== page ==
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    US Labeling IRGC a Terror Group May End With Iran Closing Hormuz Strait – Prof

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    The White House is considering designating Iran's Revolutionary Guard Corps a foreign terrorist organization, according to high-ranking officials speaking to CNN. Speaking to Sputnik, university professor and Middle East specialist Dr. Alam Saleh explained why the move might backfire spectacularly on Washington.

    Sputnik: What would be the fallout of a US decision to designate the IRGC a terror group?

    Alam Saleh: The decision is an economic decision, rather than a military decision. The war on Iran began as economic pressure, with which Washington aims to crush the Iranian economy; to force Iran to follow its policies on Iran's missile and nuclear programs, its regional ambitions, and so on.

    By focusing on the IRGC, [it's] simply because the Revolutionary Guard has a vast economic empire in Iran. It deals with a great deal of internal and foreign business cooperation. As a result, by recognizing them as a terrorist group, [the US] would make it almost impossible for any international businesses, companies or corporations to deal with the Revolutionary Guard.

    Sputnik: Was this an unexpected move?

    Alam Saleh: No. Many IRGC officials or affiliated organizations were already recognized as 'terrorist' people or organizations; individuals were sanctioned, and of course they have been isolated. [This includes] General Qasem Soleimani, or the head of the Revolutionary Guard, Major General Mohammad Jafari, [as well as] many affiliated banks in Iran, Iraq and across the region.

    So this move had been there for a long time. But recognizing the Revolutionary Guard [itself] as a terrorist group – that is something new.

    Gen. Qasem Soleimani, third right, sits next to the commander of the Revolutionary Guard, Mohammad Ali Jafari, third left, in a meeting of the commanders of the Revolutionary Guard with Supreme Leader Ayatollah Ali Khamenei in Tehran, Iran.
    Gen. Qasem Soleimani, third right, sits next to the commander of the Revolutionary Guard, Mohammad Ali Jafari, third left, in a meeting of the commanders of the Revolutionary Guard with Supreme Leader Ayatollah Ali Khamenei in Tehran, Iran.

    Sputnik: What do you think the fallout of this decision is going to be?

    Alam Saleh: It will strengthen the Revolutionary Guard's position in Iran. The Revolutionary Guard has been benefiting from the sanctions, and of course [the US decision] would harden their position in Iraq, in Syria and in Lebanon. It would make them more aggressive, and would leave them no reason to 'behave friendly' with the American presence in the region.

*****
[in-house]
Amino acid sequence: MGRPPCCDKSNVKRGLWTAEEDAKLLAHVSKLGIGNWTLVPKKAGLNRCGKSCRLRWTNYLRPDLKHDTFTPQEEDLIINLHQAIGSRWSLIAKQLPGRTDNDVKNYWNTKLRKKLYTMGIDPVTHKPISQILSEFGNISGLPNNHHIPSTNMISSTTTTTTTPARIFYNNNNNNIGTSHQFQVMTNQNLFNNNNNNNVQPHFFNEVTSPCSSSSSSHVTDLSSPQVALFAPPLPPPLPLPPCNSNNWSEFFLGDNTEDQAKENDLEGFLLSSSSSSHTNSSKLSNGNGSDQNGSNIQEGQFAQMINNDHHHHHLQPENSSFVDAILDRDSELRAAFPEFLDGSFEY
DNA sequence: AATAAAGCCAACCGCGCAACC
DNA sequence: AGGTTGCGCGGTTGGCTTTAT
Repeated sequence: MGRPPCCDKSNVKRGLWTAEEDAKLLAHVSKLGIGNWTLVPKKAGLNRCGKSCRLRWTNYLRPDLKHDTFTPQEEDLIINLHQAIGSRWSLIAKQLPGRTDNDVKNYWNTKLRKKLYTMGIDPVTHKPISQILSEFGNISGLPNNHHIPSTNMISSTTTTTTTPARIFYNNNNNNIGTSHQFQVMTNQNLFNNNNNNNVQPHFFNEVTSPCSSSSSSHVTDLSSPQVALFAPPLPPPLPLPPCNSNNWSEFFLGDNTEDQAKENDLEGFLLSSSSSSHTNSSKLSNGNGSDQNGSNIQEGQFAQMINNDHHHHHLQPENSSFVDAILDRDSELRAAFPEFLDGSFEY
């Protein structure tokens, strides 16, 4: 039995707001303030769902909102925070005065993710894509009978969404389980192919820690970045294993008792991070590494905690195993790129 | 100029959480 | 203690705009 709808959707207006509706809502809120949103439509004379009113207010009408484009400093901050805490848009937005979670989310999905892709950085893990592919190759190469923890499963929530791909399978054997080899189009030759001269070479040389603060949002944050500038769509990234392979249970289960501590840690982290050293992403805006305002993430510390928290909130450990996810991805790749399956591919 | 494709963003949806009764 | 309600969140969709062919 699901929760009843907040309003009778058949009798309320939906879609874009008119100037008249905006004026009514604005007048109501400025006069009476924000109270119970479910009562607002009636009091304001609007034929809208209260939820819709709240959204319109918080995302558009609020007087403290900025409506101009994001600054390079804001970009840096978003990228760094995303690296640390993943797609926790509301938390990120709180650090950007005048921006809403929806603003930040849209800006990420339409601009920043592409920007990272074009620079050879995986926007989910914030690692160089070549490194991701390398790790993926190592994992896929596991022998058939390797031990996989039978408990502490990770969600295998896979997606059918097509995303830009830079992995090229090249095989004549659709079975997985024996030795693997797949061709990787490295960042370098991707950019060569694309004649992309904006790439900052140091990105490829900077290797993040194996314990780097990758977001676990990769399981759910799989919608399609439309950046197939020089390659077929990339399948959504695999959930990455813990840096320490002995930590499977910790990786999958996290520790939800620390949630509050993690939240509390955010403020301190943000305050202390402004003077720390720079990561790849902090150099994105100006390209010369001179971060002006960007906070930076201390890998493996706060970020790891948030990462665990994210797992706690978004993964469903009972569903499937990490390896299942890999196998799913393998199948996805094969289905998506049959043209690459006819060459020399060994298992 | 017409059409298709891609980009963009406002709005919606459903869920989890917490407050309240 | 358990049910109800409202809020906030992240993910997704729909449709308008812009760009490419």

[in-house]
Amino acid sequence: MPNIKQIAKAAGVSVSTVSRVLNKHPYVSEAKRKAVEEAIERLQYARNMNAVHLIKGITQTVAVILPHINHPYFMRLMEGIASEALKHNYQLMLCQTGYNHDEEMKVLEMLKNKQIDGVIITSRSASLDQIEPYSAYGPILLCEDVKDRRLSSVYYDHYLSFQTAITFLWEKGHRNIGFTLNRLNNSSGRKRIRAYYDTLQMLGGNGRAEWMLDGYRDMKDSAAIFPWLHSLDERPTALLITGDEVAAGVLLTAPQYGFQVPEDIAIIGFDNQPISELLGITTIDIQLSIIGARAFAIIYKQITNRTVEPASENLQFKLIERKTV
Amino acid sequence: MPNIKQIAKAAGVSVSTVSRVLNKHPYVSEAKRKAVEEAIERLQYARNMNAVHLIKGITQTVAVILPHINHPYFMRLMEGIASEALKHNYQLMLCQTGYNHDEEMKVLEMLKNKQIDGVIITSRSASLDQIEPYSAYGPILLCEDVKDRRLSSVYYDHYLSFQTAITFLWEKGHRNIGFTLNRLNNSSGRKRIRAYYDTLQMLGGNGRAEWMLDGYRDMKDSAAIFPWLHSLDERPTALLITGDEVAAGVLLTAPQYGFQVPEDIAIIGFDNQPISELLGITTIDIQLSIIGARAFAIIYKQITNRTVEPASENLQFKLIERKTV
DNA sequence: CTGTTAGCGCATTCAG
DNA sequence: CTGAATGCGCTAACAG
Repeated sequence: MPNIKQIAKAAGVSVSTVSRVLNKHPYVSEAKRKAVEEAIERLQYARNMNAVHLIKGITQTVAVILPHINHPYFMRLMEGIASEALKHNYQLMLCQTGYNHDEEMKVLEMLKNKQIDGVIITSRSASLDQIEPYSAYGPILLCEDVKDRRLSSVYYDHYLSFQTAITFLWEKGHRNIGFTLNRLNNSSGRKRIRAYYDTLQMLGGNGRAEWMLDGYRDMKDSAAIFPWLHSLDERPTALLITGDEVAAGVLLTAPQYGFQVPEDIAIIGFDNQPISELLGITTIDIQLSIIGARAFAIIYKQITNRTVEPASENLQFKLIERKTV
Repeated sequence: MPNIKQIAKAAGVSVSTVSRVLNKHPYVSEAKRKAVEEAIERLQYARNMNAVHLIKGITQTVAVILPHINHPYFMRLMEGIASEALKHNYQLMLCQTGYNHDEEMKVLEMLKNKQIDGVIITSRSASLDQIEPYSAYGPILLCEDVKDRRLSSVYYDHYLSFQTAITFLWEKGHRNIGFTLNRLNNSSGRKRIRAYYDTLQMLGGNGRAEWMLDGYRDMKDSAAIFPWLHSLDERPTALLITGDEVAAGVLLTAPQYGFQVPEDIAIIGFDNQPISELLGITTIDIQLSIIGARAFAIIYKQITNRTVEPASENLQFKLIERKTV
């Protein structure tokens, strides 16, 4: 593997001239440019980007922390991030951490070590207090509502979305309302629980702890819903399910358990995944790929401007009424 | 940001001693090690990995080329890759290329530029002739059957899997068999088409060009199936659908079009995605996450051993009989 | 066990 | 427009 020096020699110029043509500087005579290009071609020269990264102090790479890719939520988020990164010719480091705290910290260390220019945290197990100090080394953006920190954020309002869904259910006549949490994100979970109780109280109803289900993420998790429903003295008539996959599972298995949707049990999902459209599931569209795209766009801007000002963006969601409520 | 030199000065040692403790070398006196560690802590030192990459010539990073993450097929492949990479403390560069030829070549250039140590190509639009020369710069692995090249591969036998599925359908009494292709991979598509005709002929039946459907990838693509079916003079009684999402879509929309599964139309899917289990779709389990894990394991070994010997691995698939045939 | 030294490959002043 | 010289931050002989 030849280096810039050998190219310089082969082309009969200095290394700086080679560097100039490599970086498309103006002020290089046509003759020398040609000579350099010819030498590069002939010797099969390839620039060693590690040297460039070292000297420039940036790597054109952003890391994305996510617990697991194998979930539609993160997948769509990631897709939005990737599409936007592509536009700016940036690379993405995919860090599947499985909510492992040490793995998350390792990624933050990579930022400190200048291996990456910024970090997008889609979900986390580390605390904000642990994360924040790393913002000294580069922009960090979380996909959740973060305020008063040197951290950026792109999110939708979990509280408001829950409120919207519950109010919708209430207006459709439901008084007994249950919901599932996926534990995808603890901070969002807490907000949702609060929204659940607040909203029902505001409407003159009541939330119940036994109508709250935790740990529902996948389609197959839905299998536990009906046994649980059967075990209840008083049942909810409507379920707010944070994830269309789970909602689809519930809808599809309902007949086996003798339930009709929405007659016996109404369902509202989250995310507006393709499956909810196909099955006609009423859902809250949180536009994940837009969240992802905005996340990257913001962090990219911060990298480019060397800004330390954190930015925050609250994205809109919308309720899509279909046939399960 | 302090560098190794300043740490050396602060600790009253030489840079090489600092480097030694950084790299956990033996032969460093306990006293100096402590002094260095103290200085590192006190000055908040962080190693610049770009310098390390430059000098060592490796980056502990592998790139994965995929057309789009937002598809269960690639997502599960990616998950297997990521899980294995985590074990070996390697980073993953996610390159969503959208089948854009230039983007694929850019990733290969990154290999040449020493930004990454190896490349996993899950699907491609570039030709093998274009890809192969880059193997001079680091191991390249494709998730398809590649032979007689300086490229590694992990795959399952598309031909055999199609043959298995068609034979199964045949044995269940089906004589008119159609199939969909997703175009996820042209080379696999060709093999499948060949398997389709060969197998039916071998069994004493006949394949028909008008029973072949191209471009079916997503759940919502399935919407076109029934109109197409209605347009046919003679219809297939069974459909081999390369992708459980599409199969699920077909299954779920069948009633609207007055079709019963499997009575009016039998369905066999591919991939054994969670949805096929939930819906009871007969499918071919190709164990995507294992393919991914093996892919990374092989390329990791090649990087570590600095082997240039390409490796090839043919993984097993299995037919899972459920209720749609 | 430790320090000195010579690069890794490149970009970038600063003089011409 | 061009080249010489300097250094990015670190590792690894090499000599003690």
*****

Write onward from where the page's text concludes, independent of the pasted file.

During the last 12 months, we see that the Revolutionary Guard was not very provocative toward American armies in the region. They have not targeted them; they have not threatened them even. As a result, that was kind of a behavioral change against the Americans by the Revolutionary Guard.

    Now, by recognizing them as a terrorist group, [they would have] a good excuse to strengthen their position against the American presence in the region and to start or threaten the closure of the Strait of Hormuz, for instance. 

    This is particularly important, since Pompeo has threatened to reduce Iran's oil exports to zero. Today we can hear some voices in Tehran, by the Revolutionary Guard, and also by President Rouhani, that this is not acceptable. We cannot see others expanding their oil exports, while ours is reduced to zero. That is a kind of – it's like a declaration of war, but in an economic way. 

    Sputnik: There are a lot of critics saying that labeling an official state military as a terror group, especially a group that's so far-reaching, would be not only unprecedented, but would expose US diplomatic and military officials to a lot of danger. Do you agree with that?

    Alam Saleh: Yes of course it would. First of all, Washington is full of hawkish politicians at the moment; Washington knows what they can afford … they consider themselves too strong to be affected by their bad decisions and their irrational policies in the region.

    This move definitely put the region into more [trouble]; it would [create] economic problems of course, security problems and political problems. [What's] yet to be seen is how the Revolutionary Guard would react against such a decision.

    The US State Department designates Iran, North Korea, Syria and Sudan as state sponsors of terror. However, the IRGC, as an official branch of Iran's Armed Forces, has not been given this designation. Tehran rejects the classification and has pointed to its efforts to support the fight against Daesh/ISIS, a terror group outlawed in Russia, in Iraq, Syria, and in Iran itself.

    Dr. Alam Saleh is a lecturer in Middle Eastern politics at Lancaster University. The views expressed by Dr. Saleh are those of the speaker and do not necessarily reflect those of Sputnik.

    Related:

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    US Anti-Iran Sanctions Serve IRGC's Interests, Could Hinder Reform – Strategist
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    terror designation, expert analysis, terror group, Iranian Revolutionary Guard Corps (IRGC), Iran, United States
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